Susan Steen when a high ranking, trusted Starfleet officer proves to be the enemy, the fight ensues. The young, Kirk once again takes the helm, played very different-

ly from the skirt-chasing Kirk of old (I was always amazed that there wasn’t some sort of inter-galactic war after one of the old Kirk’s forays to another planet, considering he had not much respect for the laws of the species where women were concerned). During the show, Kirk is given the space coordinates 23174611. These are the coordinates for one of the moons orbiting Jupiter. Once a Trekkie, al-

ways a Trekkie, so I liked this one. Box office results suggest a less than stellar (sorry) first weekend opening at $84 million, but there are some big films out there right now. I think it’s worth the money and I think that there will be another Star Trek coming to theatres in the future. I might have wanted to see more gadgetry and a bigger presence by the Klingons (yup, they’re

back), but overall it’s well done, it’s fun, fast-paced and it’s a show for the whole family—so what’s not to like?

I give Star Trek Into the Darkness three warp drive reels.

Susan Steen is a local non-profit executive and a movie buff.

Fire -- Ice

susansteen1234@shaw.ca

Image Studio Hair Salon

grand opening saturday may 25 9:00am - 1:00pm

Free Blow Dry and style $15 Will be donated to the Kelowna Professional Firefighters Charitable Society for every Blow Dry and Style.

BABES ON BROADWAY II!

CELEBRATION SINGERS STYLE!

Friday, May 31 • 7pm

The Celebration Singers aka Babes on Broadway are at it again! An energetic, high kicking journey through musicals from the 1960’s - early 1990’s.

Tickets: $20 Adults. $17 Students & Seniors. $10 Children 12 & under. Tickets can be purchased by calling Donna at 250-868-0388.

105-3320 Richter St 778-484-1414

THE FAB FOUREVER

Saturday, June 1 • 7:30pm

The Beatles are coming! Well not the real Beatles of course, but the next best thing. The Fab Fourever feature the talents of four musicians, plus an amazing keyboardist for accompanying parts. All music is performed live, without the use of backing tracks or vocal overdubs. Costume changes, complete with matching instruments, have been researched & the attention to detail is unprecedented.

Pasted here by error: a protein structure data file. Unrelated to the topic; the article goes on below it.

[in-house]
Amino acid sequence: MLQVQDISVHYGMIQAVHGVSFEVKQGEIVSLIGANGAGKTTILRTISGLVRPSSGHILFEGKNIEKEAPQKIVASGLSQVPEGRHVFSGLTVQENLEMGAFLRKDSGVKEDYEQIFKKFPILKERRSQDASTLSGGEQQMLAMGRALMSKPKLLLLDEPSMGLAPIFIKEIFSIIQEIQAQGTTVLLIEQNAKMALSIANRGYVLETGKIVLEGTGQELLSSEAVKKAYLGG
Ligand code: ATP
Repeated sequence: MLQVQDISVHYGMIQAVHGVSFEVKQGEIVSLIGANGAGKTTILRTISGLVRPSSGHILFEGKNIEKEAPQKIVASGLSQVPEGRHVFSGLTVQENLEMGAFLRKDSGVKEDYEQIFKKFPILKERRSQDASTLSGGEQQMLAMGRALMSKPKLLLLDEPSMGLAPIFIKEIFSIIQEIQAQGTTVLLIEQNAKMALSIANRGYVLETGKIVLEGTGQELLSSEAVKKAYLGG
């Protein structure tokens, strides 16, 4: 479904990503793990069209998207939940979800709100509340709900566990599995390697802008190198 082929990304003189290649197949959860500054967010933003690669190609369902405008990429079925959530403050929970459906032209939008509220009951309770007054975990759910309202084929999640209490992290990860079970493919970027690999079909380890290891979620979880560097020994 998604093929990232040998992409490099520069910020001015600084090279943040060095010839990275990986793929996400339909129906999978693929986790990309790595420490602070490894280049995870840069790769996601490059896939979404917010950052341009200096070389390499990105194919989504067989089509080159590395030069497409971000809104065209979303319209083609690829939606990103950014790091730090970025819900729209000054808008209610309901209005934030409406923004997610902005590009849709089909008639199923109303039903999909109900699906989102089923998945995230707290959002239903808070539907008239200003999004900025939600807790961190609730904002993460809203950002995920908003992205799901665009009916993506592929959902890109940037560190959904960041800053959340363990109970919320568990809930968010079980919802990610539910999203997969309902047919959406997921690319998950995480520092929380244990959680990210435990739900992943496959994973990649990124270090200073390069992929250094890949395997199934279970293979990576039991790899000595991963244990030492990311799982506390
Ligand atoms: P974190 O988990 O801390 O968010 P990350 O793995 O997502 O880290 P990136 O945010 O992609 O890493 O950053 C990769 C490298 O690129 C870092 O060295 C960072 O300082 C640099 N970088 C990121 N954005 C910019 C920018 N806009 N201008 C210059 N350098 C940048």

Tickets: $25 General. $23 students/seniors. Group of 4 tickets $84

The “LIFE AFTER LAUNDRY” Ladies CLUB presents

THE POWER OF THREE

Saturday, June 29 • 7:30pm

(doors open at 6pm for PreShow: wine & dessert bar, art gallery & more!) A delightful anecdote about

friendship, perseverance & hope that celebrates the strength of the older woman.” Studio Magazine, UK. “Life After Laundry” Ladies CLUB officially started in Jan. 2013. We are a growing group of women of all ages. Our goal is to help the community of Lake Country in a variety of ways, from donating to charity, to helping residents who may have fallen on hard times all the while having fun!

Tickets: $25 sold at Intrigue Winery toll free 1-877-474-3754

British Columbia Kelowna

2013 FH&P Lawyers LLP

Special Olympics Kelowna

(10th) Annual Fundraising Golf Classic

Kelowna Springs Golf Club Friday, June 7 2013

Shotgun Tee-off 12:45 Come and golf with us at our fundraising event in support of sport programs for 216 local Special Olympics athletes

Cost: $140 per player

…our focus “My vision is to establish an Oral Health Centre that will be a cornerstone in the city for years to come, as a centre of excellence in Dentistry.”

Insurance Assignment Accepted

- Dr. Michael Webster.

Dr. Michael Webster DMD & Associate: Dr. Cory Brown

www.kelowna-dental-centre.ca

Dr. Michael Webster DMD

•18 holes of golf with shared power cart •Texas Scramble •Dinner, Games, Live & Silent Auction •Proceeds go to support Kelowna area’s 19 Special Olympics Sports teams

~ OWNER ~

To register or for further information contact:

HOURS THAT WORK FOR YOU!

SOBC Fundraising Coordinator

Kelowna Dental Centre

Open Every Friday. As well as Saturdays & evenings on request.

#100 - 2033 Gordon Drive • KELOWNA • 250-860-1414

Joan Gerhardt:

Phone 250-860-7905 Email jwgerhardt79@shawbiz.ca